Thousands of cold and hungry civilians crowded the streets of Aleppo on Wednesday uncertain of their future after their planned evacuation from the last rebel pocket of the city was delayed.
The delicate deal to end years of rebel resistance in Syria's second city came amid mounting international concern about the plight of civilians and as the UN said it had reports of atrocities being committed by advancing government forces.
Russian Foreign Minister Sergei Lavrov said Wednesday that Moscow expects rebel resistance in Aleppo to end in the next two to three days.
"I expect that the rebels will stop their resistance in the next two to three days," Russian news agencies quoted Lavrov as saying. "I hope that the situation in eastern Aleppo will be resolved in two to three days."
From before dawn, entire families gathered in the streets of for news of the deal brokered by Russia and Turkey for their safe passage.
The first departures had been expected to begin around 5:00 am (0300 GMT), but hours later there was no sign of movement.
There was no comment on the apparent delay in the evacuation from the government or the rebels, or from the deal's co-sponsors.
An AFP correspondent in the government-held west of the city said evacuation buses waiting on the the edge of the Salaheddin neighbourhood -- still divided between rebel and regime control -- had not moved.
Drivers were sleeping inside the two dozen green government buses, which arrived late on Tuesday soon after the deal was announced.
An AFP correspondent inside remaining rebel-held territory said hundreds of civilians had gathered in the streets from the early hours, some clutching bags of belongings, to await evacuation.
Some had slept in the open, despite the cold and a fierce storm that brought heavy rain and high winds, after fleeing from other districts as they army advanced and finding nowhere to shelter.
No aid has entered east Aleppo since mid-July, when government troops first encircled rebel districts of the city, and food supplies have dwindled, forcing many to survive on as little as a meal every two days.
The army has seized virtually all of east Aleppo, in rebel hands since 2012, since beginning an operation to recapture the city last month.
Losing their onetime bastion will deal the opposition its worst blow since the conflict began in March 2011 and mark a major victory for President Bashar al-Assad and his allies Iran and Russia.
Turkey plans camp for evacuees
The evacuation deal emerged late Tuesday, with rebel officials saying civilians and fighters would leave for opposition territory elsewhere in northern Syria.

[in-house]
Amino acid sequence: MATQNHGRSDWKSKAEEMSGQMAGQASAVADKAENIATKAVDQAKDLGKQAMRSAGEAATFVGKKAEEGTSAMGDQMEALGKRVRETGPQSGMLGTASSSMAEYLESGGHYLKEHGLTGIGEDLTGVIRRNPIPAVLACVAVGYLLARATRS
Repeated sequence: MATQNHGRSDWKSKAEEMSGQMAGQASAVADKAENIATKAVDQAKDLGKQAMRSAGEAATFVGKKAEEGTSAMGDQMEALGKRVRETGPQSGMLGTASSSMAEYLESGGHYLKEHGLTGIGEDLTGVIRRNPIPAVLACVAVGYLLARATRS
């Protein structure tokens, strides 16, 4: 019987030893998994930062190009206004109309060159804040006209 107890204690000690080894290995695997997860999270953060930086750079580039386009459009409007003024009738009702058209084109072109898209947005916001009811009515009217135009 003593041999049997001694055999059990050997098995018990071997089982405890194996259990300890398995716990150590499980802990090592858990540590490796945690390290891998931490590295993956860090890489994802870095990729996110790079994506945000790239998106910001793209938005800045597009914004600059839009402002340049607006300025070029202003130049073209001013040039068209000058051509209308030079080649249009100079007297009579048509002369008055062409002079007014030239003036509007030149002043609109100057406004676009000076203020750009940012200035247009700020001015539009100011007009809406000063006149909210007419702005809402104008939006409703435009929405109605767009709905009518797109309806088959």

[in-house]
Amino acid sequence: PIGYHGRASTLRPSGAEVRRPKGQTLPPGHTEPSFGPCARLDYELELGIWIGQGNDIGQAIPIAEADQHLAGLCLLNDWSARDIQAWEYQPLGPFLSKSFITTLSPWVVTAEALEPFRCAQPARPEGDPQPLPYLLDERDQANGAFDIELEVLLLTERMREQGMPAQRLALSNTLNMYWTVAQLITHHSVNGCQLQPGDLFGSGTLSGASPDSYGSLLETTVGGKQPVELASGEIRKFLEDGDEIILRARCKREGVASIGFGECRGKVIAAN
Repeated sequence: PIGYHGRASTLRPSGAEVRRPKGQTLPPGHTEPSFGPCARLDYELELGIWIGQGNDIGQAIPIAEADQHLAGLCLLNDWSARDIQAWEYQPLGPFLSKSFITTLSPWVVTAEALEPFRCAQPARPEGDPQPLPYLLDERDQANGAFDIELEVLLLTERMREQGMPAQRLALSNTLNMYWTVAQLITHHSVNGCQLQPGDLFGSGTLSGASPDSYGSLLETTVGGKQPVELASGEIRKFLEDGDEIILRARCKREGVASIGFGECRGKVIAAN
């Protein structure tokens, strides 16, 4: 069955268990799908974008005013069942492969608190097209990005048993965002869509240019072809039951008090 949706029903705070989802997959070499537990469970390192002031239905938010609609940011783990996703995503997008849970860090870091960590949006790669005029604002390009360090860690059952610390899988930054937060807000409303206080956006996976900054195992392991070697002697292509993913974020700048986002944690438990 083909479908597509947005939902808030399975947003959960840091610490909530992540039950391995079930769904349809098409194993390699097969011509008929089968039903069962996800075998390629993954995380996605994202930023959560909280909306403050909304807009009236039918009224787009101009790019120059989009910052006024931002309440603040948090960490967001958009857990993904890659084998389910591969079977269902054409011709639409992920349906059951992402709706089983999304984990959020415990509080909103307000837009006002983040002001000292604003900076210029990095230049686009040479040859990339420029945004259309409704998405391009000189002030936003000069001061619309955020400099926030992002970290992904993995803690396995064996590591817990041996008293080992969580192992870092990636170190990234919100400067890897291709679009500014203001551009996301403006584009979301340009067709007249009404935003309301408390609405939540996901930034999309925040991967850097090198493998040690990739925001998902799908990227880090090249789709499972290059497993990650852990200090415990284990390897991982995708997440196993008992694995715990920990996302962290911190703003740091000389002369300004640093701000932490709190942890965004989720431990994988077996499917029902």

"The first stage will be the evacuation of civilians and wounded, within hours, and afterwards fighters will leave with their light weapons," said Yasser al-Youssef, of the Nureddin al-Zenki group.
Turkey said those leaving would be taken to Idlib, which is controlled by a powerful rebel alliance that includes Al-Qaeda's former affiliate Fateh al-Sham Front.
Deputy Prime Minister Mehmet Simsek said Turkey would "set up a tent city to accommodate up to 80,000 Syrian refugees fleeing Aleppo".
Washington, which backs the opposition, said it had not been consulted on the deal but welcomed any arrangement that brought safety to the people of Aleppo.
US ambassador to the United Nations Samantha Power urged international supervision of the evacuation, expressing concern about "people who wish to leave but who, justifiably, fear that, if they try, they will be shot in the street or carted off to one of Assad's gulags."
While tens of thousands of civilians have already fled east Aleppo for government-held territory, others say they fear arrest or torture at the hands of the regime.
Summary executions reported
The UN has reported allegations that men have gone missing after crossing to government areas, and on Tuesday said it had credible reports of summary executions by pro-regime fighters.
UN rights office spokesman Rupert Colville described reports of at least 82 civilians, including 11 women and 13 children, being executed in recent days.
He said pro-government fighters had reportedly entered homes and killed those inside, and in others "caught and killed on the spot" fleeing civilians.
The UN was "filled with the deepest foreboding for those who remain in this last hellish corner of opposition-held eastern Aleppo," he said.
Aleppo, a cultural and economic hub second only to Damascus in importance, had been split between a rebel-controlled east and government-held west since 2012.
It was unclear how many civilians remained in rebel territory, after an estimated 130,000 fled to other parts of Aleppo during the government advance.
The assault has been accompanied by heavy air and artillery bombardment and at least 463 civilians, including 62 children, have been killed in east Aleppo since it began in mid-November, according to the Syrian Observatory for Human Rights.
Another 130 people, including 40 children, have been killed by rebel rocket fire on western districts, the monitoring group says.
More than 310,000 people have been killed since the Syrian conflict began, and over half the population has been displaced, with millions becoming refugees.